Here we see examples of current modern fantasy production ever hopeful of being mistaken for Sevres porcelain. They may seem visually imposing due to their height of about 18 inches, but these vases with bird and floral scenes, lots of very bright gold and handles in the form of swans, were not made by the Manufacture nationale de Sèvres (National manufacturer of Sèvres) despite being marked on the bottom with a looped capital 'L' device enclosing a letter. The mark is spurious, the vases fakes. They have never been anywhere near the Sèvres factory in France. Frequently very new items like these are offered to buyers as if 'antique' when they are in fact fresh out of the reproduction wholesaler's packaging.
Marks used by the Manufacture nationale de Sèvres are all well documented and correspond to specific periods of time. Looped capital 'L' marks, the royal cipher of the king, are 18th century marks. Similarly shaped authentic marks would never have been applied to hard paste porcelain articles like the vases you see, but only onto soft paste. And they would have been applied by hand, not printed as the mark is that you see here.
Ignoring the mark, take a close look at the item. All artwork and gilding on true Sèvres porcelain, whether made of soft or hard paste, is extremely fine. From the making of the pure white porcelain ground, to final decoration and gilding, all decorative processes were sophisticated and strictly controlled. Gilding on antique Sevres is best described as sumptuous. It was built up in layers and has a distinct three-dimensional look. This means it should not be flat, but raised from the surface and easily felt with the fingers. These vases are decorative and they are pretty. But the gilding is flat, the facial motif they exhibit is distinctly odd and none of the other decoration is 'Sèvres' in quality, either.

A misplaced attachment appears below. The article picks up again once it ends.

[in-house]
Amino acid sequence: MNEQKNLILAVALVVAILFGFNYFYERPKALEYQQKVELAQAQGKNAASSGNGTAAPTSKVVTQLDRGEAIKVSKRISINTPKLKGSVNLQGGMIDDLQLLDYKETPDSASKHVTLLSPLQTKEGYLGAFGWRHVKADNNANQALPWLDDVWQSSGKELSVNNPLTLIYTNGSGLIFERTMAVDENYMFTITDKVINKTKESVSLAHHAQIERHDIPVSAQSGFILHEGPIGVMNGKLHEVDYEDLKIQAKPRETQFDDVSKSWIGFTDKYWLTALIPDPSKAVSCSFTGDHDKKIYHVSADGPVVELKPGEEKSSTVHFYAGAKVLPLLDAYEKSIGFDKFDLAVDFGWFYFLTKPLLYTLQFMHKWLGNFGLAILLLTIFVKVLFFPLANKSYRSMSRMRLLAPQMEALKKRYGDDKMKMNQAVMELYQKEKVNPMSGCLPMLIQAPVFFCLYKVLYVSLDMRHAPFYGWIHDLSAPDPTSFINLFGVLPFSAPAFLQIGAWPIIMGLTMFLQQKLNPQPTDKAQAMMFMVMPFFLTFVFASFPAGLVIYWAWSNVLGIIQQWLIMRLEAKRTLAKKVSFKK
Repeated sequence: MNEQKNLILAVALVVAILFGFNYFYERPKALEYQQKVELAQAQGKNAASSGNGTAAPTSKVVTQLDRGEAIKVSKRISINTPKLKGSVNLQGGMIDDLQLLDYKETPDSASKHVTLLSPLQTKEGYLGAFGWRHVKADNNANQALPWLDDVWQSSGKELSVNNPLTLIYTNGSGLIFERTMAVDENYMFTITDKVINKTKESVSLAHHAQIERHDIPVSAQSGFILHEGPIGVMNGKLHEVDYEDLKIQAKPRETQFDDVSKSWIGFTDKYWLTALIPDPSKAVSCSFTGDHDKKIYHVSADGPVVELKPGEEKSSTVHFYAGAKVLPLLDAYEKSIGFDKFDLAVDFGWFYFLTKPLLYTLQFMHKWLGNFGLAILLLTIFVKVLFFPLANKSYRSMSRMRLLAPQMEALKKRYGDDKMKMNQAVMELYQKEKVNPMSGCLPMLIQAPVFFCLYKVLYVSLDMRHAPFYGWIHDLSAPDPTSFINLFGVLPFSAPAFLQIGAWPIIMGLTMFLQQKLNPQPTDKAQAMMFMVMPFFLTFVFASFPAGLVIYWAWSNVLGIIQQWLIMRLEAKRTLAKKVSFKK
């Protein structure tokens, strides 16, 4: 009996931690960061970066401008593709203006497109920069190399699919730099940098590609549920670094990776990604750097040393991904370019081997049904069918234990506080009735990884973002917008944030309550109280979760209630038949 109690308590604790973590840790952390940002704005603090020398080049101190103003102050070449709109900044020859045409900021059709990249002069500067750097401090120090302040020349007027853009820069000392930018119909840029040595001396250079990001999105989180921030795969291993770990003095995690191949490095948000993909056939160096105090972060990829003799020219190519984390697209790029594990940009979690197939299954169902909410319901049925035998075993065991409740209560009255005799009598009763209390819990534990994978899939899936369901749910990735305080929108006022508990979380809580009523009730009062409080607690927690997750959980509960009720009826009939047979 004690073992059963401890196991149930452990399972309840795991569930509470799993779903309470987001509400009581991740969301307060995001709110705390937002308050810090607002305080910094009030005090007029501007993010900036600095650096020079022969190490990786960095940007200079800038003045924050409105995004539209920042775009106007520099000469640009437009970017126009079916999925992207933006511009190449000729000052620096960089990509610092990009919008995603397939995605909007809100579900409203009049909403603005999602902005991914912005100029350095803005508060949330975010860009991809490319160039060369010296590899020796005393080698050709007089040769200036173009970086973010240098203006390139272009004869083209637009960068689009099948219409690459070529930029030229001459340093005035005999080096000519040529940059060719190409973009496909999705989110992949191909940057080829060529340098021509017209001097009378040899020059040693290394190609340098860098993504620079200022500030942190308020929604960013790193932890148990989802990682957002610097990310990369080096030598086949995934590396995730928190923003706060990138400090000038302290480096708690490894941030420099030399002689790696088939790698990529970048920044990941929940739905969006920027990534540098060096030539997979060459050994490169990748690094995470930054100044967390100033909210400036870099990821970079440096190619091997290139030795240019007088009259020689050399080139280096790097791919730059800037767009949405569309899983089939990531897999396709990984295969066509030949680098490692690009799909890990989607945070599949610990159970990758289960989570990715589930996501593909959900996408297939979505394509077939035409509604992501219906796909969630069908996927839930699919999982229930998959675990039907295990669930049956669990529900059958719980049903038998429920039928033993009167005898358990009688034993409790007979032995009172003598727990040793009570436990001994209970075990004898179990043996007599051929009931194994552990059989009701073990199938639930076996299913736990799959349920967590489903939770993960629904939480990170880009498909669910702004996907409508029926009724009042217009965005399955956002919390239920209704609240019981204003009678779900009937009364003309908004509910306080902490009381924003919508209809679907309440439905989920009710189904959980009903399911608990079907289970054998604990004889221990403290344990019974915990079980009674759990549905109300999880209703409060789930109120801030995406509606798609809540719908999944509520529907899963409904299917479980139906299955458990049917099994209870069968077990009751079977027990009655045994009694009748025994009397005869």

Though you may need to look close to tell for sure, most specious items of this type were decorated with transfer designs, not hand painted. Ask yourself, honestly, does this item truly look old enough to be wearing an 18th century mark? Is it fit for presentation to royalty? To a king? The answer to each question is, no.
Remember, Sevres marks are among the most commonly faked marks on porcelain. In fact, porcelain factories have been making fake 'Sevres' products since the 1770’s. Hard paste examples of items bearing Sevres cipher marks which only should exist on soft paste forms - has never stopped since that time.
Item ID: 2007RP000244
Illustrations and Characteristics for Help in Identifying Many Confusing New Items
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